I think it is important to properly consult and take on board the opinion of medical specialists who plan the content of the health survey and who recommend how to carry out the examinations. It is my understanding that as a result of the review committee, where local doctors and specialists discussed healthcare administration by the State and lessons learned from historical disasters such as Chernobyl, as a direct result of this Fukushima Prefecture decided to set up its own people’s health management survey review committee.
We understand that each prefecture holds a council of advisers in the neighboring prefectures of Fukushima, and, the outcome has been that there is no need for a special scientific health care view.
Also, not only us but WHO and the UN Scientific Committee on the Effects of Atomic Radiation (UNSCEAR) say that there was no evidence of an increase in cancer; they also say the possibility of the numeric evaluation increase is low.
Therefore, I think, for the time being, it is important to continue what is being carried out now by the people’s health management survey in Fukushima Prefecture.

Mr. Taro Yamamoto My question before was the reason why so many people have suffered from thyroid cancer or been diagnosed with possible thyroid cancer;
And, you answered that the reason for the increase is that people went to the hospital for a check-up when they got symptoms or felt something was wrong. That is why the numbers are small, you said.
Your explanation is that the examination has been carried out for a wider range of people since the accident, and that is the reason why so many people have been diagnosed with cancer; if so, this hypothesis could be verified by carrying out the examination not only in Fukushima but throughout Japan.
And, without such a wide survey, you will not know whether what you are doing is truly right or wrong,
And, I fully believe that we must carry out a wide survey to understand the true picture; how many people have suffered from thyroid cancer or been told about the possibility that they have thyroid cancer.

I will continue to the next question.

As this is the first time I am asking questions, I apologize if I am not following protocol.

At the presentation for the Olympics on September 7, Prime Minister Abe
clearly spoke about health issues, and promised that there were no past, current or future problems. Furthermore, to ensure that the status quo continues, he said he would take personal responsibility for initiating a program containing a radical solution to all the health problems which he said he had already started. He said he wants to make a clear commitment on this.
Chief Cabinet Secretary Suga, do you enforce this Governmental commitment?

Chief Cabinet Secretary (Mr. Yoshihide Suga) Since the Prime Minister’s commitment is a Governmental commitment; it stands to reason that we will ensure responsibility for it, of course.

Mr. Taro Yamamoto Next, I would like to ask about the safety standards of food; there is a standard level of radioactive material contained in Japanese food at the moment, isn’t there?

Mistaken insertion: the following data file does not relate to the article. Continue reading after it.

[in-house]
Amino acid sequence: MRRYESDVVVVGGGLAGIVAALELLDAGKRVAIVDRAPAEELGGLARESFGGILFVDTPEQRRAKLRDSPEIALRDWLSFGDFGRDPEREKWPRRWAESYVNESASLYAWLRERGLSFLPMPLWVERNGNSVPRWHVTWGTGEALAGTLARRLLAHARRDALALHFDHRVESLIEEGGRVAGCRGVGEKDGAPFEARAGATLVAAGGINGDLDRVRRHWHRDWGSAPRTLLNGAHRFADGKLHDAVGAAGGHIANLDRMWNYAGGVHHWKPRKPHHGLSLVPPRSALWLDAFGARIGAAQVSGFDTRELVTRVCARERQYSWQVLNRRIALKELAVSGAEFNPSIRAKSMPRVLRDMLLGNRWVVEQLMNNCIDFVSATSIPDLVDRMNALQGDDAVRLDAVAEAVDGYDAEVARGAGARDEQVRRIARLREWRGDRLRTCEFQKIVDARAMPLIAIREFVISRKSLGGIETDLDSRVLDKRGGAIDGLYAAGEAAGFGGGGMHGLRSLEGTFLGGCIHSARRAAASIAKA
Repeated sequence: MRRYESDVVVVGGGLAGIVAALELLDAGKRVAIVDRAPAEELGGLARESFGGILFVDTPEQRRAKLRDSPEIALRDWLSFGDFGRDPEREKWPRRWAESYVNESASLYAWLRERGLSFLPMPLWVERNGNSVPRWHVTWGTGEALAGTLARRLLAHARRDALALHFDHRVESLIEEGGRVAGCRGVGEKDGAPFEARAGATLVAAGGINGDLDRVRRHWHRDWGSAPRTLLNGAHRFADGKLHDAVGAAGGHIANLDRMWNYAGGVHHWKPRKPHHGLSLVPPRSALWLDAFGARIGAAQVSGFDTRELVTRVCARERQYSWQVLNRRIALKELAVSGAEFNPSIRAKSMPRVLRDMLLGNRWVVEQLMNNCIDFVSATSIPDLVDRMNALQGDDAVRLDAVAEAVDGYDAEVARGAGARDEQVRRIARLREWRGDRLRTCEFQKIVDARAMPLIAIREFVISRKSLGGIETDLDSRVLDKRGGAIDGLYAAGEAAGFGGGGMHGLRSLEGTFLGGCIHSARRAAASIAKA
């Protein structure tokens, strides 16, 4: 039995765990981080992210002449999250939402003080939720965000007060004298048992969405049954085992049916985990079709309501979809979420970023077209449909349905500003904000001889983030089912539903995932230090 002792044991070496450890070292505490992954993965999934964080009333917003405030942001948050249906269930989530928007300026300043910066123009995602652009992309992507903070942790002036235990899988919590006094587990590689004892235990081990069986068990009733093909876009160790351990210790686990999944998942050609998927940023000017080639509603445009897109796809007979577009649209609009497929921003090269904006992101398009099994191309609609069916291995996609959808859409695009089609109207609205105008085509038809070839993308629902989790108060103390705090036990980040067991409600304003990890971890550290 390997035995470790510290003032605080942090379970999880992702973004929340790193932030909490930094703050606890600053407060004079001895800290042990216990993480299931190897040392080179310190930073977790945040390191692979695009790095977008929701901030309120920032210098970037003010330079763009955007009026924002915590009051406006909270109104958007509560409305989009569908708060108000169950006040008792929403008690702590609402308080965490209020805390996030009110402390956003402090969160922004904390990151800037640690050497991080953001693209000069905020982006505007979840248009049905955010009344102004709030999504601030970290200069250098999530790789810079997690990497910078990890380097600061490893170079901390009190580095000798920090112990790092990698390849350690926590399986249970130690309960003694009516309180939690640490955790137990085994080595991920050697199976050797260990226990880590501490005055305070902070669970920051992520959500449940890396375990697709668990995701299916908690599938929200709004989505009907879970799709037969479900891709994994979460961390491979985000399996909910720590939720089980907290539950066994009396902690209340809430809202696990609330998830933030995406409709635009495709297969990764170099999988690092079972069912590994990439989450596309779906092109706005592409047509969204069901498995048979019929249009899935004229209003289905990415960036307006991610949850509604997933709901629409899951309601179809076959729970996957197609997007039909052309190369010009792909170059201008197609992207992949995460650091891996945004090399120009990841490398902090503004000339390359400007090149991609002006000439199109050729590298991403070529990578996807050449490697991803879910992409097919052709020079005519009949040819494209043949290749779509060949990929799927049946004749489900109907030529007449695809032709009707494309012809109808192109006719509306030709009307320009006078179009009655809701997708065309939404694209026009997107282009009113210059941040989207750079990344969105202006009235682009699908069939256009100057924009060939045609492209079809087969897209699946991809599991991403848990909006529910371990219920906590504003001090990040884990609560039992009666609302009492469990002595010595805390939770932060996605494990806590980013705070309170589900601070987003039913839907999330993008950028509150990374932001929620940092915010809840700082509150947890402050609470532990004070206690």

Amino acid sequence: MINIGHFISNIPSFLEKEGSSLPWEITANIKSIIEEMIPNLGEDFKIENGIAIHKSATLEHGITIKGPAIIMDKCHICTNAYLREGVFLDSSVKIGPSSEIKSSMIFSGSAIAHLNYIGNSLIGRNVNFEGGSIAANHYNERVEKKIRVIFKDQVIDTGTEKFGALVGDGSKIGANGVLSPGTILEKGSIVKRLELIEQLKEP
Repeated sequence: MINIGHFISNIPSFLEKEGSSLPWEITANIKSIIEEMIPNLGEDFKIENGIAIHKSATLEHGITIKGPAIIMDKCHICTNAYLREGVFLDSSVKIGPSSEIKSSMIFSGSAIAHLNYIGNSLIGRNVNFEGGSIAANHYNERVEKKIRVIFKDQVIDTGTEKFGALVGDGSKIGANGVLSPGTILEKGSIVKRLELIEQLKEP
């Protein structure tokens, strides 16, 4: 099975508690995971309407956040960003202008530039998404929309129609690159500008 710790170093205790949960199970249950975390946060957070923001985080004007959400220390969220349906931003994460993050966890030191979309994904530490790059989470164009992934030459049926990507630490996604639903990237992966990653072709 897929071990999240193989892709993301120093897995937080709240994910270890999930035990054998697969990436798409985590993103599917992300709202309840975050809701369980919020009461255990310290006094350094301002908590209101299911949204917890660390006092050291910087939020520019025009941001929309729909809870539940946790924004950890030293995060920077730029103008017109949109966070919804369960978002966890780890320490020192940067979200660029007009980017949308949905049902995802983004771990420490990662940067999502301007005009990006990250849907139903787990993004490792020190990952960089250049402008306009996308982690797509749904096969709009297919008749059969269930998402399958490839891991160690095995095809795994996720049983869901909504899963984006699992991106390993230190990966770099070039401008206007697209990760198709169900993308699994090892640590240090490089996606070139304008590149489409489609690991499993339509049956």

It is said that our standard is based on an international standard; the index of Codex Alimentary Commission.
The standard is set not to exceed 1mm Sievert per year for internal exposure through food consumption, and the radioactive cesium standard is set at 100 Bq for food, 50 Bq for infant food, 50 Bq for milk, and 10 Bq for drinking water per Kg,
I think that this standard must be and should be reduced even more.
At the presentation for the Olympic Games, Prime Minister Abe declared;
“The amount of contamination from food or water is 1/100 of the standard value throughout Japan” — he made this declaration.
Regarding this, I would like to ask the Minister who specializes in food safety, Minister Mori.
I think that the standard level should be greatly reduced as Prime Minister Abe declared, aiming at 1/100 of the present standard.
Many countries ban food imports from our country now.
I think a reduction to the standard level must be effective in order to remove these bans, Minister Mori, what do you think about this?

Minister of State for Consumer Affairs and Food Safety(Ms.Masako Mori) The Minister of Health, Labour and Welfare is actually responsible for the standard values in food, however, since you are asking me, I will reply on the question of food safety. We have to take necessary measures while recognizing that the most important consideration is national health protection based on scientific knowledge.
So the Food Safety Committee submitted a report on the radioactive material contained in food in October 2011. It was investigated with objectivity and neutrality based on scientific knowledge. The outcome of the evaluation was the impact on health from radioactive material contained in food.

Mr. Taro Yamamoto According to the environmental radiation database, the numerical value before the accident was 0.1 Bq or less per kg, and this used to be the national average level. It is now 100 Bq per kg. It means that the safety standards at the moment are set 1000 times or more compared to the level before the accident. Regarding this situation, I would like you to make the greatest effort to ensure that the proper numerical value of food content for children’s school lunches is brought closer to the level existing before the accident.
It is not yet proven medically what the effect is on the human body if you continue to eat “100 Bq per kg”, is it?
I think it is very dangerous to keep on using this safety standard. It is said that children would be more affected and are more sensitive to the radiation – 3 to 10 times or more – compared to that of an adult. The food content for a child is important and even more so in relation to the school lunch. This is because parents are very unlikely to refuse the lunch for their children due to cultural tradition; even if the lunch contains high levels of radiation. . Isn’t this the case?
I would like to ask you to be conscious of the numerical value contained in the food content for school lunches and ensure the level is lowered as much as possible and nearer to the level before the accident.
Out of all of my points raised, this is my highest priority for you to action.

Next question. When I asked why the manual for the standard value barometer used is only for radioactive calcium, the reply from the Ministry of Health, Labour and Welfare the other day was as follows: